The analytical theme and the creative process are set up in the first two rooms within seven showcases that offer a suggestive vision of the materials used by the painter. The construction theme is concentrated in the third room in direct dialogue with Caravaggio’s Canestra and is obtained from an evocative setting based on the half-light of the room. The conceptual theme, in the fourth room, proposes the vision of the latest works relating to the Canestra and, slightly apart, a video section, which narrates the evolution of Mattioli’s exploratory process.
Mattioli tackles the Ambrosian genre and model remaining in a personal limbo, suspended between a figuration that will never be complete and an abstraction that cannot be completely abandoned. The relationship with the model becomes a long filtered study with the image of a cluster of boxes and leaves resting on a perch in his studio.
Mattioli approaches the seventeenth-century model, declining it first in a profound study linked to volume and light, then enlarging the details, with the basket becoming the fulcrum around which all his research revolves.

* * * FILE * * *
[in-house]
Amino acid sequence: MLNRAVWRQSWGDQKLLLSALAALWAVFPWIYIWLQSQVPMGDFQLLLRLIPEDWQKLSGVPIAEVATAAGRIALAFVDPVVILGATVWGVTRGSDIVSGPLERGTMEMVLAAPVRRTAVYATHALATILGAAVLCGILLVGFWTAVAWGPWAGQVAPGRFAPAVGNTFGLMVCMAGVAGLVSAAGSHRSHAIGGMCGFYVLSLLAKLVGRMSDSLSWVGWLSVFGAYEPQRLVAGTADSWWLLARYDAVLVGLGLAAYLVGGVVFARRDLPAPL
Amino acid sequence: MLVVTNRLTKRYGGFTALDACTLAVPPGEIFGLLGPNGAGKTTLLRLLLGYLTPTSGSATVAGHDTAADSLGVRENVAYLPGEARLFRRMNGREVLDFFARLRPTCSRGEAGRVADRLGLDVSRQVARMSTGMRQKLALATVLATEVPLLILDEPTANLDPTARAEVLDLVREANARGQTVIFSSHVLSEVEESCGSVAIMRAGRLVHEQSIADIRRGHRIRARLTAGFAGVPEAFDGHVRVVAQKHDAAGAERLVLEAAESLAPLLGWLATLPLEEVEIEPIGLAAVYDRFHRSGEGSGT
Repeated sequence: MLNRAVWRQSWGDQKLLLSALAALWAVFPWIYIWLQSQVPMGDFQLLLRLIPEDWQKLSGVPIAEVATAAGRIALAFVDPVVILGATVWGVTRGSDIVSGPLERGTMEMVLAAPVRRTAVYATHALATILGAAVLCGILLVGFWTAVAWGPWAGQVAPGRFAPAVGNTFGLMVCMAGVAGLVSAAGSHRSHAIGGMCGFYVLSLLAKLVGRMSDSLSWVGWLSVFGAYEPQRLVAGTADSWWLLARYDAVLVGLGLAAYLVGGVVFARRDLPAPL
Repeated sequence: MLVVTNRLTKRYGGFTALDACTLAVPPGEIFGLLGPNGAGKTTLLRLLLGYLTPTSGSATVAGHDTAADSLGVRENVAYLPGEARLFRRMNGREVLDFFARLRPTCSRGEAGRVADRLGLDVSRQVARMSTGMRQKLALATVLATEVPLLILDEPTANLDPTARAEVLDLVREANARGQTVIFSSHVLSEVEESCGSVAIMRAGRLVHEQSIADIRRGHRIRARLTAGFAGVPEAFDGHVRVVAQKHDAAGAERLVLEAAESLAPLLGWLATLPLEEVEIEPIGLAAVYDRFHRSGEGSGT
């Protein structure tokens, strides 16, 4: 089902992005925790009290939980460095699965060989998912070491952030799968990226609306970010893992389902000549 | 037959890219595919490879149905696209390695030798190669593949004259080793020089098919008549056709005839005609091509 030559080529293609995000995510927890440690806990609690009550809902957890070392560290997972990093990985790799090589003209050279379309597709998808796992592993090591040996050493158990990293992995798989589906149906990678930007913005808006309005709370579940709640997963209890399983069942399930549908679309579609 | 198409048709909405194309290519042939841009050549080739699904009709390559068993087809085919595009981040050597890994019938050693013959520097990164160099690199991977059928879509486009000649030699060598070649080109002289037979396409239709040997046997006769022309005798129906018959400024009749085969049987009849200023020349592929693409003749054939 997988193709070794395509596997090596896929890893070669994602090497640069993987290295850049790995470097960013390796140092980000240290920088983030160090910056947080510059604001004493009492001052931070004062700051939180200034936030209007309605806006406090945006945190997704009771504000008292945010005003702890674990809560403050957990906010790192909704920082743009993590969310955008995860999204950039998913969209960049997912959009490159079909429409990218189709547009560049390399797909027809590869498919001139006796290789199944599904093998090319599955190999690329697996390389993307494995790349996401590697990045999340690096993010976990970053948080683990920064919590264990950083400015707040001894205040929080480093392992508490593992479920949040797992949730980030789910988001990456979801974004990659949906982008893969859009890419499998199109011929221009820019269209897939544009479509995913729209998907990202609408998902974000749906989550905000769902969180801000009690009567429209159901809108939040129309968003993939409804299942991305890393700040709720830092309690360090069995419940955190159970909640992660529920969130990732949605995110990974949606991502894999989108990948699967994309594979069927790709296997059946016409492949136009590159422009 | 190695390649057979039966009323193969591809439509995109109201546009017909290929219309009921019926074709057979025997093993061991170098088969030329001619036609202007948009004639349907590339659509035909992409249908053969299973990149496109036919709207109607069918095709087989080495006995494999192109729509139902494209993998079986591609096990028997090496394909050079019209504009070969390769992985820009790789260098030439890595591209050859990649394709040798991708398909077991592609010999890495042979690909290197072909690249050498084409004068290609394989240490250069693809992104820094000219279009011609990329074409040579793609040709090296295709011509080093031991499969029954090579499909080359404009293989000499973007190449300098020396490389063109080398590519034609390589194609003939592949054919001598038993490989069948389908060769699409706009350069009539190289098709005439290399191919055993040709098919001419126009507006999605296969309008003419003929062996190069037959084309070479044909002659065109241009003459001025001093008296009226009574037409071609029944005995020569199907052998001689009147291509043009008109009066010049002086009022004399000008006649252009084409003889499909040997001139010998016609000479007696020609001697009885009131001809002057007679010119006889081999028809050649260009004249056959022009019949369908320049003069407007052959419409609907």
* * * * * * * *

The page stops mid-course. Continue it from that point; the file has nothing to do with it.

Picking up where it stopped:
The title, The lightful fruit, aims to play on the double vision and perception of the light that illuminates the fruit basket but through the filter of delicacy (delight), as if it were an intimate, closed and collected space.
In the film sequences that accompany the actual exhibition, the works are collected in an unreal space, a silvery space like a daguerreotype. This visual grammar aims to highlight the basic elements that the artist used, without placing the didactic details of the document at the center of the discourse. Quotes, shadows, lights, and an obsessive theme to decline his own language, beyond the work of Caravaggio.
The exhibition is accompanied by a catalog (published by Tacuino) with a text by Professor Claudio Strinati and a precious contribution by Roberto Tassi.
It is recommended to wear the surgical mask for the entire visit.